LETS Study Leysin

LETS plots are distributed from 600m in the valley (near Aigle) to 2,300m on Tour d’Ai. Leysin’s altitude starts at about 1,200m and continues to 1,400m. In the background is 3,000m Diablerets peak. Click the photo to view the plot locations on interactive maps.

Leysin is perfect for climate-ecology research:

The environment around most schools is relatively limited: the trees you see out the window are the trees you’ll find in the field, with little variation due climate. Local investigators can collect data from what’s essentially a single point on the global climate scale. At LAS, we look out the window at a whole range of climate conditions, from the valley’s vineyards at 500m to ice-capped peaks above 4000m.

Because changes in altitude create changes in climate, the hillsides below and above Leysin offer us a wide range of conditions, along with a variety of plants and animals to match those conditions. Altitude also simulates latitude–in other words, due to temperature changes, moving uphill is much like moving northward. Altitude even accelerates climate change over time. Not only can we witness tomorrow’s conditions today as thermoclines advance uphill, but temperatures are changing much more rapidly in the mountains than they are globally, especially in Switzerland, which is far from the buffering effects of a nearby ocean.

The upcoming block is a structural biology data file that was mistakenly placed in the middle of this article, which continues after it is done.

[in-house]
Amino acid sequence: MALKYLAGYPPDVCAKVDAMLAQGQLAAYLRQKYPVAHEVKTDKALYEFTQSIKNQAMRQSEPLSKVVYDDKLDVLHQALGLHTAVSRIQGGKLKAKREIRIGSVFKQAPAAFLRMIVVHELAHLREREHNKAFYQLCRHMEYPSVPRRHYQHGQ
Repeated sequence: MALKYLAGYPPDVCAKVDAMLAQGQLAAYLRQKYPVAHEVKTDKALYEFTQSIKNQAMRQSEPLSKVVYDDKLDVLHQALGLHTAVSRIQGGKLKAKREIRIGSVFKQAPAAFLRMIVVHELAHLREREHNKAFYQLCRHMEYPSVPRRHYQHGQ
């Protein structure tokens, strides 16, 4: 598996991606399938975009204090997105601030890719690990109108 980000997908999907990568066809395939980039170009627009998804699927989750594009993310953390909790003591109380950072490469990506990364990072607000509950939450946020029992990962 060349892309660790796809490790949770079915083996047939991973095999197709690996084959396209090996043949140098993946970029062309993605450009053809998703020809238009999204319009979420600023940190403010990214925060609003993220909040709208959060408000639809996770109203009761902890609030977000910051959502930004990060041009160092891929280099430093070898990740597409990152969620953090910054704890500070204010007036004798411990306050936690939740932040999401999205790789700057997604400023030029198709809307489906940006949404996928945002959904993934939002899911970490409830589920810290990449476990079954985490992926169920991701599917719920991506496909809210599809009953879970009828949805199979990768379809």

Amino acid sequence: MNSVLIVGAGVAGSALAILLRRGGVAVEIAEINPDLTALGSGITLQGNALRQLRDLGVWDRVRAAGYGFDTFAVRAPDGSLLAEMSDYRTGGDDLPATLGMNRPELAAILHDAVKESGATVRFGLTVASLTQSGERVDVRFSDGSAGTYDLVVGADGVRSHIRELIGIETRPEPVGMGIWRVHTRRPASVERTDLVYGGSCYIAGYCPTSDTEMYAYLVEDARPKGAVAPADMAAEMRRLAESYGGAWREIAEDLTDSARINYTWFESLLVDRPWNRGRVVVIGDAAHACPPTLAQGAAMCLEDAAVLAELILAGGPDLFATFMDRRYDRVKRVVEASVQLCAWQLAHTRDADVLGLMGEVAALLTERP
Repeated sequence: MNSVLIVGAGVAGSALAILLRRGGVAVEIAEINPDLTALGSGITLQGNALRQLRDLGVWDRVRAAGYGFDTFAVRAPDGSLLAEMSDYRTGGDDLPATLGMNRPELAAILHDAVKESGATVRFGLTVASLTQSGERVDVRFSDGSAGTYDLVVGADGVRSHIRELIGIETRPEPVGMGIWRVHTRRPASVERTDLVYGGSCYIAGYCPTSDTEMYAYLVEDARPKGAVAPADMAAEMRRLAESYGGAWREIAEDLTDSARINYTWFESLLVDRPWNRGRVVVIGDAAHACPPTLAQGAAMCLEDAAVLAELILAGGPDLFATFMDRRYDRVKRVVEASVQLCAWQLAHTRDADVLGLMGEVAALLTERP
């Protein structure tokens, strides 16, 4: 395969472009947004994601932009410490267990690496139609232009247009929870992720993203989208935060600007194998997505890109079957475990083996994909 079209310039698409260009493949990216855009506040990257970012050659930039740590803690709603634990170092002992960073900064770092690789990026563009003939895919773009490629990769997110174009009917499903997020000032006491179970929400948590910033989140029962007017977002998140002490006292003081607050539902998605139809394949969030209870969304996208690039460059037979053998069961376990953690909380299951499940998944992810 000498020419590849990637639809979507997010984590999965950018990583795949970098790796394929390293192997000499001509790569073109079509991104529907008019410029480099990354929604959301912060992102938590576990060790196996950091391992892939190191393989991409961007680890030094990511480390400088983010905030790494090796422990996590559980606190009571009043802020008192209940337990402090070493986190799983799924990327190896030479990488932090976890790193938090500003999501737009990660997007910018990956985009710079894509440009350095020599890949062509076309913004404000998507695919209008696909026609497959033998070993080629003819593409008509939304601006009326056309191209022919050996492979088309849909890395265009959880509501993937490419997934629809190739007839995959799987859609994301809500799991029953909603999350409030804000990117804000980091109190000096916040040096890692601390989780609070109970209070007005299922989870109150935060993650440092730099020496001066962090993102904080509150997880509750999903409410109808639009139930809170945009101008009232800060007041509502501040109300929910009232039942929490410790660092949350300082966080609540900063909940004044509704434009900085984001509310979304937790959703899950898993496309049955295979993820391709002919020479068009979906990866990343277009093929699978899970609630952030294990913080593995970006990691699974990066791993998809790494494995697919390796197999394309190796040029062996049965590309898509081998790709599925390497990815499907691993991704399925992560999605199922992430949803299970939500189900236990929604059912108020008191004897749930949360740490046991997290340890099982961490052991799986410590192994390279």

What LAS students are doing:

Measuring tree circumference in biology class.

Measuring tree circumference in biology class.

By monitoring the plants (and later, animals) in LETS plots up and down the mountainside, student-scientists discover patterns that explain the influence of altitude and climate on species distribution and character. As the study becomes an LAS tradition, these observations will span years and then decades, providing future student-scientists with the data to explore local changes in climate and how this influences local ecology.

At LAS we’ve set aside two “LETS Days” annually, where large numbers of students visit all the plots at once. Groups of approximately 10 students and one or two teachers visit a plot, dividing the research between them. In October, all the 8th, 9th, and 10th graders (approximately 150 students) enter the field with notebooks and tape measures in hand. In May, it’s the turn of 11th grade IB students as they fulfill their Group 4 Project requirements, which include working together in cross-disciplinary teams. About 120 “juniors” visit the plots that aren’t buried in snow (spring snow level varies year to year). LAS’s new Middle School program (grades 7 and 8) is also learning the skills to help carry out LETS’s citizen science research.

Each forest plot is 30m x 30m. During LETS days we use strings to subdivide them into 10m x 10m grids using 30m strings. Inside these grids we survey the tree species, tree circumference, tree locations, phenology, baby trees, and nearby meadow plants.

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